Doctor’s Tip: The immunization success story
“Extending the full benefits of immunization to every person worldwide by 2020 would prevent an estimated 20 million deaths — mostly in children — and untold suffering from blindness, paralysis, and deafness for millions more.”
— Robert Pearl, in his 2017 book “Mistreated”
It’s been said that America doesn’t have a health care system; instead we have a disease management system — we wait until preventable diseases occur and then spend billions of dollars managing them. However, there is one shining example of how our system should work: immunizations.
Vaccine, used for immunization, is defined as “a suspension of attenuated or killed microorganisms (bacteria, viruses or rickettsia), or of antigenic proteins derived from them, administered for the prevention, amelioration or treatment of infectious diseases.” In other words, vaccines mobilize our natural defense mechanisms, resulting in antibodies that prevent disease, without causing us to experience the disease. In underdeveloped countries, infectious diseases are still a major cause of death and disability, and this was once true in our country. But immunizations changed that.
In 1900 there were 21,064 cases of smallpox in the U.S., with 894 deaths. In 1920 there were 469,924 measles cases, with 7,575 deaths. In 1920 there were 147,991 cases of diphtheria, with 13,170 deaths. In 1922 there were 107,473 cases of pertussis (whooping cough), with 5,099 deaths. From 1951 to 1954 there was a yearly average of 16,316 cases of paralytic polio, with 1,879 deaths. Prior to introduction in 1987 of the Hib vaccine against the Hemophilus bacteria, there were 20,000 cases of childhood infection a year, causing meningitis, mental retardation and many deaths. Since vaccines were introduced for these and other diseases, they have almost disappeared in the U.S. For example, there has not been a case of polio here since 1979, and smallpox was eradicated worldwide in 1977.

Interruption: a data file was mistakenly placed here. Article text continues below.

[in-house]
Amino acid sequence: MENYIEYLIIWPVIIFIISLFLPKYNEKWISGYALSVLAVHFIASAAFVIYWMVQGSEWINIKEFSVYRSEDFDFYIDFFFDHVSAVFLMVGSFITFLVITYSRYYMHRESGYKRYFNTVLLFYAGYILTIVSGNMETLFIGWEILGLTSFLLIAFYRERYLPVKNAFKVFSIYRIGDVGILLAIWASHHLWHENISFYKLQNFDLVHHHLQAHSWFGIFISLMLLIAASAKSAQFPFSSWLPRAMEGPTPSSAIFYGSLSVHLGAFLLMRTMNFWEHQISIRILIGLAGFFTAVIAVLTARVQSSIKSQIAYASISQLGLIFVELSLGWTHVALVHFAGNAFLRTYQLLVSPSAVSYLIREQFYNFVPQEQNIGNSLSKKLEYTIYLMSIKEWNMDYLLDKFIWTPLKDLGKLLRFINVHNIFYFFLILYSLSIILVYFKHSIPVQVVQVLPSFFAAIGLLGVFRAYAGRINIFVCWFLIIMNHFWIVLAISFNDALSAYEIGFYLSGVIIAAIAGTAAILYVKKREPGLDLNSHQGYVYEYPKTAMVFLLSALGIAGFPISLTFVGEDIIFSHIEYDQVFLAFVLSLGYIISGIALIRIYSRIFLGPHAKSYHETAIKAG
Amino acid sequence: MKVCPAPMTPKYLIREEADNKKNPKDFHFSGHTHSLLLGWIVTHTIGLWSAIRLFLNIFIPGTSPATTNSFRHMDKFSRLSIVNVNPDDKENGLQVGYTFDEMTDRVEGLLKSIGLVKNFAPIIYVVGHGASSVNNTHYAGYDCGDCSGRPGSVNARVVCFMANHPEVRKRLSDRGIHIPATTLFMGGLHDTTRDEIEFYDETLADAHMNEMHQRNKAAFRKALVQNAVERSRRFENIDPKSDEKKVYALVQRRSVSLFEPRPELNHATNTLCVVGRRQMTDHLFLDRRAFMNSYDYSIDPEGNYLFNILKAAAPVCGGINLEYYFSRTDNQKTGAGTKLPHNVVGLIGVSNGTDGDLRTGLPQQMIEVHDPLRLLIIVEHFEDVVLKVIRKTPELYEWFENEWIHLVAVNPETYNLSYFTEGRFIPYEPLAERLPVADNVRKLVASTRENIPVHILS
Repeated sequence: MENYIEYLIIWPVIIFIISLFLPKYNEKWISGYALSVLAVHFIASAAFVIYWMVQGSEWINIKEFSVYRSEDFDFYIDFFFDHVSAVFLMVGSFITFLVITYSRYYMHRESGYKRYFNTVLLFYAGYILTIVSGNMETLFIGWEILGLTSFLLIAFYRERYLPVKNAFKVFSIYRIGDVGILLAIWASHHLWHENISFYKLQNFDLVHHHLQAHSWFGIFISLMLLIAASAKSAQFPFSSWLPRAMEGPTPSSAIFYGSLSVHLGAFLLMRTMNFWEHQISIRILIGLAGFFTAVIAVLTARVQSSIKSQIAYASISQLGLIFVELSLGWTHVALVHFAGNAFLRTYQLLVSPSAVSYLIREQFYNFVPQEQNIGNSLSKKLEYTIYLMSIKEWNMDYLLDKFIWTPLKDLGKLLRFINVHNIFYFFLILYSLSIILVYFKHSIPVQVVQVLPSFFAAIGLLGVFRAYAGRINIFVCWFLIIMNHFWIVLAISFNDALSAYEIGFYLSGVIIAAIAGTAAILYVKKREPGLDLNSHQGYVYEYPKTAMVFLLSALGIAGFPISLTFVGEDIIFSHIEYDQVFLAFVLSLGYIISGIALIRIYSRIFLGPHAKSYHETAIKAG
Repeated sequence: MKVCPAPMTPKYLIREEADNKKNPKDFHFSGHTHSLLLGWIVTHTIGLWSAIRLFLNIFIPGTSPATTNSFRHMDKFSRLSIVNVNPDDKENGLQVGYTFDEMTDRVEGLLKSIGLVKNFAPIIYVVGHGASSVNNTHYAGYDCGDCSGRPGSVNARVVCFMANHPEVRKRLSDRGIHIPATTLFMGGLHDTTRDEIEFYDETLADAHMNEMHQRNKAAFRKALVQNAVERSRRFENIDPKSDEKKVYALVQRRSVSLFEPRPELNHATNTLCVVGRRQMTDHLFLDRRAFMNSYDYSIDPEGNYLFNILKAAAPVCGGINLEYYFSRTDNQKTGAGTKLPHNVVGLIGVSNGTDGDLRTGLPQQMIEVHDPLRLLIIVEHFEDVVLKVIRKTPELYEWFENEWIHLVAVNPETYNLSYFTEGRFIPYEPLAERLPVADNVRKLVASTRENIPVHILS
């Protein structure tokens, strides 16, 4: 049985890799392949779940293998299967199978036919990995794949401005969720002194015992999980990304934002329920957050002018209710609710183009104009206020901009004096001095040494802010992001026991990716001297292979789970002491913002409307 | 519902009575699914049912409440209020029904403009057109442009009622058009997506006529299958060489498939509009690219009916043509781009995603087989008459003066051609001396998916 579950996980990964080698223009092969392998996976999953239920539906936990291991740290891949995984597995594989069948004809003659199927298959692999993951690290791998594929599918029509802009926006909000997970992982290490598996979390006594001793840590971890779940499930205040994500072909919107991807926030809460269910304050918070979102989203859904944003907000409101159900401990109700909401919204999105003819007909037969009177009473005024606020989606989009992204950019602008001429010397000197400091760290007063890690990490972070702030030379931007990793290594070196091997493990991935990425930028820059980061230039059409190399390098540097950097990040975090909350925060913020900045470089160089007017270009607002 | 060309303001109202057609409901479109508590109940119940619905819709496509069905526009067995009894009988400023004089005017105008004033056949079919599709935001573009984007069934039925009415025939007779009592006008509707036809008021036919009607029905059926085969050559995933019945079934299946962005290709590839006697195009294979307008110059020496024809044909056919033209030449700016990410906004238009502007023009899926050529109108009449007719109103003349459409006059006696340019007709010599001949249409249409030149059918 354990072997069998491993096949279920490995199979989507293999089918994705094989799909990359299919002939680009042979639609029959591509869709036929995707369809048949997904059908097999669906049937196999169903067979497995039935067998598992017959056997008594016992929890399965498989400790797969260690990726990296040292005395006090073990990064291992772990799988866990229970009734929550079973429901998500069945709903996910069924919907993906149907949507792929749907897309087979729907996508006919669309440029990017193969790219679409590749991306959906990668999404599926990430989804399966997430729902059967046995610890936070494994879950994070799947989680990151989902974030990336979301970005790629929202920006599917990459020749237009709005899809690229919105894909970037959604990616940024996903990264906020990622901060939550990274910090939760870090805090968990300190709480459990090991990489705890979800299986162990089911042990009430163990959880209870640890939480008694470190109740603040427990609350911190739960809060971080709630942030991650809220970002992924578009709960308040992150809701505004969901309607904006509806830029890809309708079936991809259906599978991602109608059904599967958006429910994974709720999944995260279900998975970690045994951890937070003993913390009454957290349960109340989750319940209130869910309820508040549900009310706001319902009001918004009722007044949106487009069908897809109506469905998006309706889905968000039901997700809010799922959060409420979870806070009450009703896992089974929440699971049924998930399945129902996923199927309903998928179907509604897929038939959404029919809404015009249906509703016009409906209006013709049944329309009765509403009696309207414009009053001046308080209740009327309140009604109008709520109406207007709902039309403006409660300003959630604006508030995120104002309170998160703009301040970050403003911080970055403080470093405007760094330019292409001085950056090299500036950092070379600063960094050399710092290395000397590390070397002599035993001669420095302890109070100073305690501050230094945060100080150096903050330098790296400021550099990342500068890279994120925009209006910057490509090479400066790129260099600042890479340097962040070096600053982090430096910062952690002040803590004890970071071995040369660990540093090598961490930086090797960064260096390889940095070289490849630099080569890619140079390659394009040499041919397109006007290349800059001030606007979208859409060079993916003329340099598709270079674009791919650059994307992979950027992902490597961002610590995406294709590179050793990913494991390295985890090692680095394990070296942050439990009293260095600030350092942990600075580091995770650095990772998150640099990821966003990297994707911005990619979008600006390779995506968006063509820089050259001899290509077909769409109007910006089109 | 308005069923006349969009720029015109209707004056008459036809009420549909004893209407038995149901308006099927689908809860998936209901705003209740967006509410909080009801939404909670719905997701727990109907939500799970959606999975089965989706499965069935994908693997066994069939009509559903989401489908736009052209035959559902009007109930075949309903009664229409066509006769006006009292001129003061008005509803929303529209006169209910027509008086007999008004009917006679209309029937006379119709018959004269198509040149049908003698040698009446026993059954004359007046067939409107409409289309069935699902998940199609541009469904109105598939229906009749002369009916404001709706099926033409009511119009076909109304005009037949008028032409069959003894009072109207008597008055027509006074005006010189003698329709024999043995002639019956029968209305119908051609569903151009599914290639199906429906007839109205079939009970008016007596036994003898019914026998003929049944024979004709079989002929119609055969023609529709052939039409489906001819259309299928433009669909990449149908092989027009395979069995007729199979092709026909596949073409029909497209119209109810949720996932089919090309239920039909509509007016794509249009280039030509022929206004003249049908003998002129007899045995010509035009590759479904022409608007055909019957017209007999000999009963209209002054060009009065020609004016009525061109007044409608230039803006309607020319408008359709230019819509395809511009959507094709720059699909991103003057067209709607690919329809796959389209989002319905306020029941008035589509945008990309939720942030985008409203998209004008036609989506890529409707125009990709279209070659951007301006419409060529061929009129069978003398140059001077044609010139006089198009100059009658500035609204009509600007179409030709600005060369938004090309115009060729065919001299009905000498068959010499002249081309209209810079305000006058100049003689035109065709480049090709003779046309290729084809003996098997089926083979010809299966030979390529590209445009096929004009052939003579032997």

There are two vaccines that prevent cancer. One is the HPV vaccine, which prevents the sexually-transmitted wart virus that is the cause of cancer of the cervix and which can also cause cancer of the mouth and throat via oral sex transmission. The other is hepatitis B vaccine, because chronic hepatitis B causes liver cancer.
Are vaccines safe? The short answer is yes, extremely safe. Minor irritation at the injection site is common with many types of immunization. Children can experience post-immunization irritability and fever, but these symptoms are less common since the introduction of the acellular pertussis vaccine (part of the DPT shot). Serious side effects from vaccines, such as anaphylactic allergic reactions, have an incidence of approximately one per 1 million vaccine doses, and can usually be successfully treated. I tell patients that getting immunized is like wearing seat belts — very rarely someone drowns in a car accident when their car goes into a river and they can’t get their seat belt off, but almost always it’s safest to wear seat belts.
We’re living in an age of dangerous conspiracy theories, not based on facts, and often spread via the internet. Unfortunately, there is a small but vociferous group of people, including some alternative providers, who make unfounded claims about alleged harm from vaccinations. Several years ago a British scientist wrote a paper claiming a link between autism and the MMR (measles, mumps, rubella) vaccine. Subsequently his paper was found to be a hoax — his data was made up — and he lost his medical license. Subsequent studies have failed to show such a link, but it has taken time to educate the public about the truth.
There are multiple infectious diseases that we no longer have to worry about in this country because of the success of our immunization programs. To see if you or your child are up to date on immunizations, check with your primary care provider, the CDC website, or with your county public health office.
COVID-19 has killed over 200,000 people so far in this country. A vaccine is on the horizon, and we all hope it will prove to be safe and effective before it is released for general use — and it should be if it goes through the usual FDA process. However, there is concern that the process is being rushed due to political pressure.
Greg Feinsinger, M.D., is a retired family physician with a special interest in heart disease and diabetes prevention and reversal, ideally though lifestyle changes. He’s available for free, one-hour consultations — call 379-5718.
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